We run our own business 100% in the cloud– we’re a serverless enterprise. We’re only 150 people, but could we do the same thing at 10X our size ? Absolutely– we’re talking to customers about helping them make exactly that switch. Could we do so at 100X or 1000X our size, or if we were in an industry with factories and warehouses to manage? Probably not yet, but it’s not a technology problem, it’s a market maturity problem. Read more at “Cloudsourcing: Where Cloud Computing meets Outsourcing.”
Are SaaS/cloud vendor outages overblown, or are they symptomatic of problems that may be barriers to enterprise adoption?
Totally overblown, but that’s a good thing in the long run. Anyone who’s worked at a big company using exchange knows how often email is unavailable for one reason or another, sometimes scheduled, sometimes not. But nobody notices or even measures the impact. When gmail is unavailable, on the other hand, it’ a big deal, it makes headlines, and Google fixes it. That’s part of the reason why SaaS solutions will become better and better suited to enterprise adoption over time.
Are high-transaction-volume applications appropriate for the cloud? If so, can you please provide some examples that have transitioned to the cloud successfully?
The cloud is absolutely ready for high-transaction-volume applications, if architected carefully. Here are some examples:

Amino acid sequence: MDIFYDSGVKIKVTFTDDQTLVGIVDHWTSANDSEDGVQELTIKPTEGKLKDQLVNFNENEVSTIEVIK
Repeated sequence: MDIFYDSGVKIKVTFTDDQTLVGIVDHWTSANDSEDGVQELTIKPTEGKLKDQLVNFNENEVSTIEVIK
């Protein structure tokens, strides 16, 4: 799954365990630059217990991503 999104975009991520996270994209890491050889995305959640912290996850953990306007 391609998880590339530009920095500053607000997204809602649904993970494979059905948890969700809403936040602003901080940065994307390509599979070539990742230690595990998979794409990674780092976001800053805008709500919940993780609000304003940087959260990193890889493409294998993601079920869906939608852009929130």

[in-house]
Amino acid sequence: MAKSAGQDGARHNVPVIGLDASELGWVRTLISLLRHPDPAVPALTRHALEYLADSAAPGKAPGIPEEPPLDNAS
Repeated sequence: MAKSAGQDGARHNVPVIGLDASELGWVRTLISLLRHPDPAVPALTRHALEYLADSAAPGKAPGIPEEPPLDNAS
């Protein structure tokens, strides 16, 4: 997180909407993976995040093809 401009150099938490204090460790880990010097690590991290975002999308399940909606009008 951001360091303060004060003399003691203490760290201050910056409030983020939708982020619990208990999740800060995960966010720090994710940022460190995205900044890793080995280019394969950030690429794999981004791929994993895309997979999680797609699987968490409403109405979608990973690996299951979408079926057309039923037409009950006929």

• We’ve helped Japan Post manage 150M customer relationships using Salesforce.com
  • We’ve helped a public agency in Japan using Force.com and Google AppEngine together to send a hundred million workflow-generated emails a day
  • We’ve helped Starbucks Pledge 5 use Force.com Sites to match a half million volunteer opportunities on Obama’s inauguration day
  • We’ve helped a 5000 person consulting team crunch their timecards in realtime to forecast revenue and utilization by region, practice and group
Summary
Of course, there were too many great comments throughout the session to summarize here– definitely worth watching the full replay here. But we wanted to close with a paraphrase from Peter Coffee in today’s webinar:
There are 2 words that are holding back the adoption of cloud computing in the enterprise: “CAN’T” and “OR.” The first is an assumption that something can’t be done on the cloud, the second is an assumption that you need to choose between cloud solutions and on-premise solutions. Both are false.

Previous Article
Larry Ellison takes on the Cloud – Entertaining but far from Accurate

Balakrishna Narasimhan The blogosphere is abuzz with the news of Larry Ellison’s hilarious evisceration of ...

Next Article
Enterprise SaaS Working Group: The cloud is ready for your enterprise, is your enterprise ready for the cloud?
Enterprise SaaS Working Group: The cloud is ready for your enterprise, is your enterprise ready for the cloud?

Ryan Nichols We’re honored to be participating in this week’s kickoff of the Enteprise SaaS Working Group, ...